is like one big gossip column . . . in middle school. Who is texting who, looking at whom, wants to be looked at, but no one actually comes to the middle of the dance floor. Yes, there were a few transfers, but when you put then as the numerator atop a massive amount of speculation in the denominator, you realize what a waste of energy it is for fans to believe anything they read in the sports columns let alone read them in the first place.
The truth is that it is very hard to pry a star at a reasonable price mid-year. First, if he's that good, his team probably needs him, so unless that team has a very deep roster at its position, it will be hurting itself. An exception, of course, is if the selling team has significant enough money problems that it needs to make the sale to stay afloat or pay other players. Second, if he's that good, the team will probably jack up the price because usually the suitors need "just another piece" either to win their league, qualify for Champions' League or, horrors, avoid relegation. And, if the sellers can get teams to bid on the player, the price really will go up. Third, there is the variable that the player's contract is expiring and that he will not sign a new deal. Then, the sellers might settle for a reasonable price in order to avoid the player's departure without compensation after the season concludes.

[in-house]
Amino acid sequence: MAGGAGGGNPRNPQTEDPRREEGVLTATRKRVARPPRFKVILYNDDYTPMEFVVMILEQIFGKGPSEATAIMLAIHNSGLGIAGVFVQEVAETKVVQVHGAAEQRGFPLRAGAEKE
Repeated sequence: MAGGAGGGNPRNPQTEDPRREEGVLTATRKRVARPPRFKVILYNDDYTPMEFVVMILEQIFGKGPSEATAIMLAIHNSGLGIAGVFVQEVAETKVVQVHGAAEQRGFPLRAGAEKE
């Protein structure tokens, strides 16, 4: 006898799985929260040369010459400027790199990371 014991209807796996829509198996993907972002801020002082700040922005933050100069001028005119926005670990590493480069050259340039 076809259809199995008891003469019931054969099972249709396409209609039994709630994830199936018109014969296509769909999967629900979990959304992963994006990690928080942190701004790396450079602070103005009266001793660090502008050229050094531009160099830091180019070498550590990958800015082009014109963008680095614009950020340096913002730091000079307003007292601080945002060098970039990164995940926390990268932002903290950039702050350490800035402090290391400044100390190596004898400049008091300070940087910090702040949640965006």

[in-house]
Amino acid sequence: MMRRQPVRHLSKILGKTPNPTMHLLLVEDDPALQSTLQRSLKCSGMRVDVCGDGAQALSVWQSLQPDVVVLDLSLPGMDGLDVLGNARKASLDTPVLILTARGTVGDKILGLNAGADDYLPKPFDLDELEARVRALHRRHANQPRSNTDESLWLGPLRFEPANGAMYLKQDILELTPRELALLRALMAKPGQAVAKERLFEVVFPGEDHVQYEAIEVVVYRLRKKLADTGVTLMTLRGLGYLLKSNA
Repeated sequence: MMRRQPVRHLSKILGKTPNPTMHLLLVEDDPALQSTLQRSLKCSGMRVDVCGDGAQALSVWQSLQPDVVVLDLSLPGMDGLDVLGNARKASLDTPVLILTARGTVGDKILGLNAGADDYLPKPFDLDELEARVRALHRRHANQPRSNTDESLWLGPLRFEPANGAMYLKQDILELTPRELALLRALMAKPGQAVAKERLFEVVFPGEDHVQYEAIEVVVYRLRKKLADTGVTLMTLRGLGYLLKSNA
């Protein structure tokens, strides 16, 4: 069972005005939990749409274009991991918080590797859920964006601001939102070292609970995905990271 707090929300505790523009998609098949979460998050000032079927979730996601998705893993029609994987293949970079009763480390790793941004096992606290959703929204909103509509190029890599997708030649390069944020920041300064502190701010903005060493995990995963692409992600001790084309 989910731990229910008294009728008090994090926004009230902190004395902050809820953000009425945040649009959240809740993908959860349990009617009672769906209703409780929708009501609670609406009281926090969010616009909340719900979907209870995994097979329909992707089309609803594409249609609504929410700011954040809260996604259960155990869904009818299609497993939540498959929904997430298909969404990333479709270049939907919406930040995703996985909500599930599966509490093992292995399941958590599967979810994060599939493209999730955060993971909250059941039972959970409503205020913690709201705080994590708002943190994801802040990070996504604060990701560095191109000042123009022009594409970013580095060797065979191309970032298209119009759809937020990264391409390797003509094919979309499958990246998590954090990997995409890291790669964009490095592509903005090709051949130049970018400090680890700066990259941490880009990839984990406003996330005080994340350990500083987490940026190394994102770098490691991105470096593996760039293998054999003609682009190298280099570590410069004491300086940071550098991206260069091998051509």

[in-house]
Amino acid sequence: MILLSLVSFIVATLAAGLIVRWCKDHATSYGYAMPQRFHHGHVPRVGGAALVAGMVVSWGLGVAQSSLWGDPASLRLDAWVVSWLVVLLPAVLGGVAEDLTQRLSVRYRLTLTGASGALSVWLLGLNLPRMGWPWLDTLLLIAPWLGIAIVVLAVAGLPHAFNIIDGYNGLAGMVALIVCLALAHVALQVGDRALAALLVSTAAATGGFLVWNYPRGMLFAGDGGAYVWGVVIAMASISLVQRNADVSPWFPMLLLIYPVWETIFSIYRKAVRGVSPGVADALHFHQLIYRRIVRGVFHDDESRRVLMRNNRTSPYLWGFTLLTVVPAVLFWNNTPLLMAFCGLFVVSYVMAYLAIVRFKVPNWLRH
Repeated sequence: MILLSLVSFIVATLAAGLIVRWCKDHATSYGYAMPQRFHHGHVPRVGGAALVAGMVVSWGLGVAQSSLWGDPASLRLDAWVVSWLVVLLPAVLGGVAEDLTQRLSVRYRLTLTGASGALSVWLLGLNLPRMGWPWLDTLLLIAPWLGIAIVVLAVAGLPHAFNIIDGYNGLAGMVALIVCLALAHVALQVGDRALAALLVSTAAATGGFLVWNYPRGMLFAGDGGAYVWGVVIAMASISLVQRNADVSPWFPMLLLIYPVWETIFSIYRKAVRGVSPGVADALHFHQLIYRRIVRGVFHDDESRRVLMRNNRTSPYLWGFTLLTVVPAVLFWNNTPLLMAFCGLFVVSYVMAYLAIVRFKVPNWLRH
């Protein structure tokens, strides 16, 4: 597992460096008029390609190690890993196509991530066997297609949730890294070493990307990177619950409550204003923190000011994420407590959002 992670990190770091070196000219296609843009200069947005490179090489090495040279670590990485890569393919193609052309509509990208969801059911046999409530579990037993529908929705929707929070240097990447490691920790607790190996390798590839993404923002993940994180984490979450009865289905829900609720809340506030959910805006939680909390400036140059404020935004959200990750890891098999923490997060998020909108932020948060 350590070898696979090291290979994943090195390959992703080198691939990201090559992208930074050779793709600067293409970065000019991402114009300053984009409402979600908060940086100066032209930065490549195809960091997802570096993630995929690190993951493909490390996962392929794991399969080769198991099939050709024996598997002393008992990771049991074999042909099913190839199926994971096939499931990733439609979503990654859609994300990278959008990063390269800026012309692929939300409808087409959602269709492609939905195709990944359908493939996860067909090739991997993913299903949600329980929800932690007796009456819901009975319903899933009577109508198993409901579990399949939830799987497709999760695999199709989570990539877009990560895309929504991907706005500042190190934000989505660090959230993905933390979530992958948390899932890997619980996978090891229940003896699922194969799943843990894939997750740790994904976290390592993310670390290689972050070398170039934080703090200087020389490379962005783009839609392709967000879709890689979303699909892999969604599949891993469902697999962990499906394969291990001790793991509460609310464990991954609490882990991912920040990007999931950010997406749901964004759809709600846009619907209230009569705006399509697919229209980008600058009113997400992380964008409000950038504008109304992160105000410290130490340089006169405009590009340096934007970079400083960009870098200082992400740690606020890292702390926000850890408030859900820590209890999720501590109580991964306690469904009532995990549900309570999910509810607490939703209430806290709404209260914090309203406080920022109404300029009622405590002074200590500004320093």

There was lots to read, but very little action. Naturally, once the season concludes, the top clubs will be off trying to improve their lots in any way possible. That is, of course, if they can get people's attention given that Euro 2016 will be in force this summer.